How to Make Good Decisions
For many, making a decision is one of the hardest challenges presented by life. It need not be. The very fact we are faced with decisions emphasizes our very special gift of free will. Without free will we would be mere automata, biological machines going through the motions. Consciousness without meaning or purpose.
So, why is decision making so difficult? Perhaps because of imperfect knowledge. We cannot know in advance how each option will “pan out”.
Perhaps because making a choice means by definition the rejection of one or more previously existing potentialities. It’s comfortable to have choices. Making a decision means closing doors.
Being faced with decisions is a very real reminder that we are more than flesh and blood, atoms and molecules. We are Spiritual beings temporarily clothed in flesh. Although subject to the constraints of physical existence we maintain responsibility for, and control over, our personal destiny.
When faced with a decision remember two things.
Firstly that being in that position is a marvelous privilege. It demonstrates our power to make a difference, to ourselves and the universe as a whole, through the exercise of conscious intent.
Secondly, difficult as decision making may seem, it is unavoidable. To try to ride two horses at once is to fall flat on one’s back.
A Rational – Intuitive Decision Making Model
Our decision making process tends to work in one of two ways, referred to metaphorically as the head and the heart. The head is associated with the conscious, rational, logical, thought-based approach. The heart is associated the subconscious, gut-feeling, intuitive approach.
Making decisions with the head involves listing the pros and cons of each option and associating (numerical) values and weights to each identified factor. It involves concepts such as best case, worst case and most likely scenarios, and the assignment of probabilities to each.
Here’s one rational approach to decision making.
First identify what factors are important to you in the outcome of the decision. Eg if it’s a decision about moving house you might be concerned about the safety of your new neighborhood, commuting time to work, local school quality and the condition of the house (amongst other things). A real decision could involve many more factors than this.
Next list the available options. Don’t forget the “do nothing” option, if applicable.
Now decide how important each of the factors is. Formalize your priorities by allocating 100 units of weight among the factors you identified. It might help if you first rank them in order of importance before allocating scores. For example, let’s say 35, 10, 35, 20 reflect the relative importance you attach to safety, commute, schools and house condition.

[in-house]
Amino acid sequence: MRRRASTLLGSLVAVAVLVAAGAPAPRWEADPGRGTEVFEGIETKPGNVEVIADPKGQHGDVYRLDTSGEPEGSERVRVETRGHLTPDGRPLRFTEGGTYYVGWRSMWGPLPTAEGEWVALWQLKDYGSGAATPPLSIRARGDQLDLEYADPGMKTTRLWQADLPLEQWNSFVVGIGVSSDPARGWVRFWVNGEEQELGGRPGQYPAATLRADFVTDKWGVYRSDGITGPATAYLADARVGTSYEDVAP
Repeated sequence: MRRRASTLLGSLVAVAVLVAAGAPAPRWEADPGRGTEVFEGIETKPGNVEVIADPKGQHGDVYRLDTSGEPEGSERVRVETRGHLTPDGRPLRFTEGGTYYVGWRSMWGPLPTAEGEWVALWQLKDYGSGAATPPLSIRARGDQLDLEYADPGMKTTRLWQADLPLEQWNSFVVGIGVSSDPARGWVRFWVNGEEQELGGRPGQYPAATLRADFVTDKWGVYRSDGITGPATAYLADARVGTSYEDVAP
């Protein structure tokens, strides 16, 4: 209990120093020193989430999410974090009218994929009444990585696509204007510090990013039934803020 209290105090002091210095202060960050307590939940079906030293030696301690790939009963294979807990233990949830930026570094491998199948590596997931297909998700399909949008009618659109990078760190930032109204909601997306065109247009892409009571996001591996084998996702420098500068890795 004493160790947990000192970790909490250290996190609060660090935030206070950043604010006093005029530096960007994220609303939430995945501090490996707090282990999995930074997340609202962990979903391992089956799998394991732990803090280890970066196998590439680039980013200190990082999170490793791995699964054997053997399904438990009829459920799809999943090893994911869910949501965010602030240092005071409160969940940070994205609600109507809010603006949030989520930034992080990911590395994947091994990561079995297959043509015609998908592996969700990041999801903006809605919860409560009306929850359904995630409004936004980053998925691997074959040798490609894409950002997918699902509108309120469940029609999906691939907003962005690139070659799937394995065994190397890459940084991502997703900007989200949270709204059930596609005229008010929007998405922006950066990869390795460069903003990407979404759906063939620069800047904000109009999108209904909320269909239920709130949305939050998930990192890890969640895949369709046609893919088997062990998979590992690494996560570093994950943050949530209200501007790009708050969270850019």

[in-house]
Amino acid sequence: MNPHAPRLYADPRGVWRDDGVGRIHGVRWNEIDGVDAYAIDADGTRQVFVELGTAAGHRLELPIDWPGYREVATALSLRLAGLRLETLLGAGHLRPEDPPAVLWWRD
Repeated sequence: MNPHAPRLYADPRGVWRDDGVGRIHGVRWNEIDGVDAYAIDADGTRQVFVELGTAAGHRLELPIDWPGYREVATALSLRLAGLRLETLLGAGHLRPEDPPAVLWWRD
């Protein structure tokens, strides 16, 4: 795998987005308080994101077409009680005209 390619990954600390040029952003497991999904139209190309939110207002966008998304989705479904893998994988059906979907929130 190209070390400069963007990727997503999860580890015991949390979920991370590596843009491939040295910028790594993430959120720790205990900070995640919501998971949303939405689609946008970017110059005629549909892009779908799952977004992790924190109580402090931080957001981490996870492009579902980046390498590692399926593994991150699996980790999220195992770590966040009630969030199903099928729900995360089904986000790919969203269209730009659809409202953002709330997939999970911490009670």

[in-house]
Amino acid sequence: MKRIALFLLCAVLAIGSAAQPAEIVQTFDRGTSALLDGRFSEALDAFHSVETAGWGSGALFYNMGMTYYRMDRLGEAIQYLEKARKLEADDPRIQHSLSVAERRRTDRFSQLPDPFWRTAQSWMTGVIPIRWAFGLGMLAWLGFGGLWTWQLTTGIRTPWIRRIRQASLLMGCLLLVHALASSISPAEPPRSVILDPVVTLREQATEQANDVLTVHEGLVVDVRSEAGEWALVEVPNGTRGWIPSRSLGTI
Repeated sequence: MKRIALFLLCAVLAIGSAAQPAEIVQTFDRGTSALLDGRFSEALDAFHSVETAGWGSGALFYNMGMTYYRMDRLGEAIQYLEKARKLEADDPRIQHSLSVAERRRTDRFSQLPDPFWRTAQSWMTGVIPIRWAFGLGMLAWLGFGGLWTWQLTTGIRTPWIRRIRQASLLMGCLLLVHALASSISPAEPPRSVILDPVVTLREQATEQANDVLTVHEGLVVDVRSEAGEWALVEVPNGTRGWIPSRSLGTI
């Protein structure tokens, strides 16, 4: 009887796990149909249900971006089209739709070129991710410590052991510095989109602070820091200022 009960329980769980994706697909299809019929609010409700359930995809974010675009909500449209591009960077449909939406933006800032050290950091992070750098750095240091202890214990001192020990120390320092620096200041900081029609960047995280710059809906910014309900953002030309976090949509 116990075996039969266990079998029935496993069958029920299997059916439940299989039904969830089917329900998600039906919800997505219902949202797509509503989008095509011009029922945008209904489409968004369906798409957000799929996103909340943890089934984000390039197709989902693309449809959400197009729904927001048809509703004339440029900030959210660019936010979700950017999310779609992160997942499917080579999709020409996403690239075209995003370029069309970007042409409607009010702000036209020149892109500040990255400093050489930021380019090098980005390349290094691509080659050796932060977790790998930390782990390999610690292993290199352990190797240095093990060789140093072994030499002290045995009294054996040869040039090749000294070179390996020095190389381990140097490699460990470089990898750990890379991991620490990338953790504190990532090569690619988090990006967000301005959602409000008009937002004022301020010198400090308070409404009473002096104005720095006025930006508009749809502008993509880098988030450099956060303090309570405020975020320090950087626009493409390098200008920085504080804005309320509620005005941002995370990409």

Then, for each factor allocate 100 units of score among each of the choices, according to how well it satisfies the factor. Eg you might allocate 25, 30, 25, 20 among houses A, B, C, D with regards to safety.
Finally, multiply the house scores for each factor by the weight of the factor, and find the total for each house. The house with the greatest score represents the best choice (rationally speaking). (NB: to check your math, the sum of the totals should be 10,000).
It’s probably easiest to carry out this process using a spreadsheet such as Microsoft Excel, as shown below.
If time permits it’s good to carry out this process over several sessions. Our minds are often subject to momentary (but unimportant) emotional noise. By returning to the task on a number of occasions this noise is likely to be cancelled out, leaving what’s truly important to our constant essence.
Making decisions with the heart involves listening to the voice within. Visualizing each of the choices and its implications, noticing the feelings associated with each. Possibly even observing your dreams, after asking your subconscious for guidance.
Both the head and the heart have their place in decision making. When both are in accord the choice is easy. But what happens when the head says one thing and the heart says another? In such cases it’s almost always best to follow the heart – unless the head’s verdict is very very clear, and the heart somewhat less so.
Taking counsel from others is something that some feel inclined to do. There is certainly no harm in seeking to benefit from others’ experience, but don’t use friends or relatives as a means of abdicating personal responsibility. There are no absolute right or wrong choices. The best choice for you is dependent on your particular characteristics and circumstances. So listen to the advice of others by all means, but only you can make the final decision.
Don’t make such a big deal over decision making. There isn’t just one route that fulfills our life purpose, but many. Each is slightly different, offering slightly different experiences and opportunities. But each leading to the same ultimate destination, and of the same Spiritual merit.
Don’t seek perfection in this world. We are born imperfect, into an imperfect universe. Whichever way we turn is inevitably flawed. But whichever way we turn brings opportunity to learn and grow. Make your choices to the best of your ability, follow them through to the best of your ability. Be glad you have the power to choose, and learn what you can from the choices you make.